# $g\mid ab, g\mid cd$ and $g\mid (ac+bd)$. Prove that $g \mid ac$ and $g \mid bd$ , $a,b,c,d \in \mathbb{Z}$

If $$g$$ is a divisor of $$ab,cd$$ and $$ac+bd$$ prove that it is also a divisor of $$ac$$ and $$bd$$, where $$a,b,c,d$$ are integers.

There are several existing solutions of this problem on this site, but I approached this problem in a different way, consider $$(ac-bd)^2 = (ac+bd)^2-4abcd$$ , since $$g^2 \mid \left[ (ac+bd)^2-4abcd \right]$$, this implies $$g^2 \mid (ac-bd)^2$$ and hence $$g \mid (ac-bd)$$. This further imples that $$g \mid 2ac$$ and $$g \mid 2bd$$.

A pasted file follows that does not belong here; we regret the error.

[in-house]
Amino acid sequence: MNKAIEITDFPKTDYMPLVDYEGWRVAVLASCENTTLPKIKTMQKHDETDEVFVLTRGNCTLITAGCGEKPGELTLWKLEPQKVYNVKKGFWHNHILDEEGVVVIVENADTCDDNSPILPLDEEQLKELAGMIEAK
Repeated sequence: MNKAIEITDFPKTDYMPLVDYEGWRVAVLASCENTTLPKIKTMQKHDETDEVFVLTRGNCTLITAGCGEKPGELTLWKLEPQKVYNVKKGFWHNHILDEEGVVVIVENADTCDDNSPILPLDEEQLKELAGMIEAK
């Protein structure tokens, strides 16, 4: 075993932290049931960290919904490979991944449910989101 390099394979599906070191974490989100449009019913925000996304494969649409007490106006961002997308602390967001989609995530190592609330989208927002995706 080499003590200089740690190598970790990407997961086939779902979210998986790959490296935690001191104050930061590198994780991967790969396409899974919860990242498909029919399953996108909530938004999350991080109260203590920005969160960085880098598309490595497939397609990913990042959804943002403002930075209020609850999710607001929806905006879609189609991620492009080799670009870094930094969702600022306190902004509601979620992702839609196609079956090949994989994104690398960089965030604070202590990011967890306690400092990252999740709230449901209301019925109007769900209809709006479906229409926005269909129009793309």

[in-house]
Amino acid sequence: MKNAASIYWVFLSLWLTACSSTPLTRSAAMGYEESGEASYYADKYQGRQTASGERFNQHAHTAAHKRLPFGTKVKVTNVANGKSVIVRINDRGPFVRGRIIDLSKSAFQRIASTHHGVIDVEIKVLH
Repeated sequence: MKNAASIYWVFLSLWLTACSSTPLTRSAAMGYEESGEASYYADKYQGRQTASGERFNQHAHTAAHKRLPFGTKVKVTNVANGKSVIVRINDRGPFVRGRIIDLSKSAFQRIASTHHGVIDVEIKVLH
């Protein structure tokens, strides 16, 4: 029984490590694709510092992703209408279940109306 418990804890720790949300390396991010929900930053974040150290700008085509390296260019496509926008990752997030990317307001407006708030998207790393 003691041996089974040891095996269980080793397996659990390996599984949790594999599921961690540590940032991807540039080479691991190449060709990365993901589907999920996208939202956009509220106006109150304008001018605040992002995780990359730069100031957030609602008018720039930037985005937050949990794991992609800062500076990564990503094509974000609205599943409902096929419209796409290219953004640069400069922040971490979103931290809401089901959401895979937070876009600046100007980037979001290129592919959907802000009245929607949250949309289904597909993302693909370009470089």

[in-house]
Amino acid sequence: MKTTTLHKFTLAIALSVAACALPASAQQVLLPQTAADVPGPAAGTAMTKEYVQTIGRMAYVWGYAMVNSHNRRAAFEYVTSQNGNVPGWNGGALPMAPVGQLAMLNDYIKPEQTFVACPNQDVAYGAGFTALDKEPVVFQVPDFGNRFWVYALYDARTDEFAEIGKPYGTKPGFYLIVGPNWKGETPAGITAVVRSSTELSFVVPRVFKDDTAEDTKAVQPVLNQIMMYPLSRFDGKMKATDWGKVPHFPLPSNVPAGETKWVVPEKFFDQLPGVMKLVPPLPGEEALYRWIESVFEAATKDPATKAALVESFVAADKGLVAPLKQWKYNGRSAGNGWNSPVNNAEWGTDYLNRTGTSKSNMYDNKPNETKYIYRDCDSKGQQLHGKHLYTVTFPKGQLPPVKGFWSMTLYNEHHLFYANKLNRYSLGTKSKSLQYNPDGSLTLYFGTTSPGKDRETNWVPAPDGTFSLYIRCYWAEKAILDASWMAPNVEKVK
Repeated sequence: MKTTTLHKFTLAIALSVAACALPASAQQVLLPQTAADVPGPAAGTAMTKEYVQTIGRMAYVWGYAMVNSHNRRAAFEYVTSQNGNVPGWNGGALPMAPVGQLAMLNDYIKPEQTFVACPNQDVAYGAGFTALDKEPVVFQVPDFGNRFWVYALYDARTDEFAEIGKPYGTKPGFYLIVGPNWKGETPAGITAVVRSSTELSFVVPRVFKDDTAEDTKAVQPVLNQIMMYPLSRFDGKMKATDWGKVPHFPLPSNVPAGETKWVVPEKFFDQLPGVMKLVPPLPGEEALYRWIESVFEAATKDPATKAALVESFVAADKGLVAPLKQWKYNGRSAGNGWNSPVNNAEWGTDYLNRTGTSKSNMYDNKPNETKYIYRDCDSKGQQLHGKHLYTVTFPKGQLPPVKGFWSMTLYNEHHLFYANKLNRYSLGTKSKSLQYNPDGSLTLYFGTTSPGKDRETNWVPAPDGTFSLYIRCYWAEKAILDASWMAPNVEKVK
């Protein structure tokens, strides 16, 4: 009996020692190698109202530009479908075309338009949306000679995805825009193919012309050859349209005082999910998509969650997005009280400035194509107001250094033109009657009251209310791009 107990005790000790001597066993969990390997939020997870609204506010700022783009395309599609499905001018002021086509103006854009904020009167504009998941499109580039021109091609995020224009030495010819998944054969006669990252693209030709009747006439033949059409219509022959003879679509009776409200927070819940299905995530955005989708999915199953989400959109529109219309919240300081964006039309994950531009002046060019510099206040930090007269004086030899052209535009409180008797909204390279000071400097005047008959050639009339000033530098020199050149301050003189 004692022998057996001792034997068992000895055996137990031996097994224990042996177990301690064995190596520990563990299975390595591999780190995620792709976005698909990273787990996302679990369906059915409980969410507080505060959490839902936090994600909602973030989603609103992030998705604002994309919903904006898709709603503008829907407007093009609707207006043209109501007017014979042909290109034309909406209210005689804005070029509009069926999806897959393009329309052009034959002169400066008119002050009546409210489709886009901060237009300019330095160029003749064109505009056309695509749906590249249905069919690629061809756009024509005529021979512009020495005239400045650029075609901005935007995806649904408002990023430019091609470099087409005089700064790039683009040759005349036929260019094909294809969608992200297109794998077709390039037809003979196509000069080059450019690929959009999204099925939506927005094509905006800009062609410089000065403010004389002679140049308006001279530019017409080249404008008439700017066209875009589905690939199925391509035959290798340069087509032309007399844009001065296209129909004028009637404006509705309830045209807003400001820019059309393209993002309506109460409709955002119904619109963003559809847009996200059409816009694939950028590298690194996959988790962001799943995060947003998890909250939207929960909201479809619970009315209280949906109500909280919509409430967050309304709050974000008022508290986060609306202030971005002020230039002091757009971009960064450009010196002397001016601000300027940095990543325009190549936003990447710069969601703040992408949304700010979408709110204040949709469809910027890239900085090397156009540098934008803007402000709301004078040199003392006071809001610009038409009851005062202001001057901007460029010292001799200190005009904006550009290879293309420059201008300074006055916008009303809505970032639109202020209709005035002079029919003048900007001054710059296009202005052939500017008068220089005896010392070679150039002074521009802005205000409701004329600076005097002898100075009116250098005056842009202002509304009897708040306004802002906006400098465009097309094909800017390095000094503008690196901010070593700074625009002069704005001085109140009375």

Now i am stuck at this point, how do I show from this that $$g \mid ac$$ and $$g \mid bd$$ ?

$$\, r \!=\! \frac{ac}g,\ s\! =\! \frac{bd}g$$ are roots of $$\,\overbrace{x^2\!-\!(r\!+\!s) x\! +\! rs}^{\textstyle (x-r)(x-s)}\,$$ with integer coef's, so $$\,r,s\in\Bbb Z\,$$ by Rational Root Test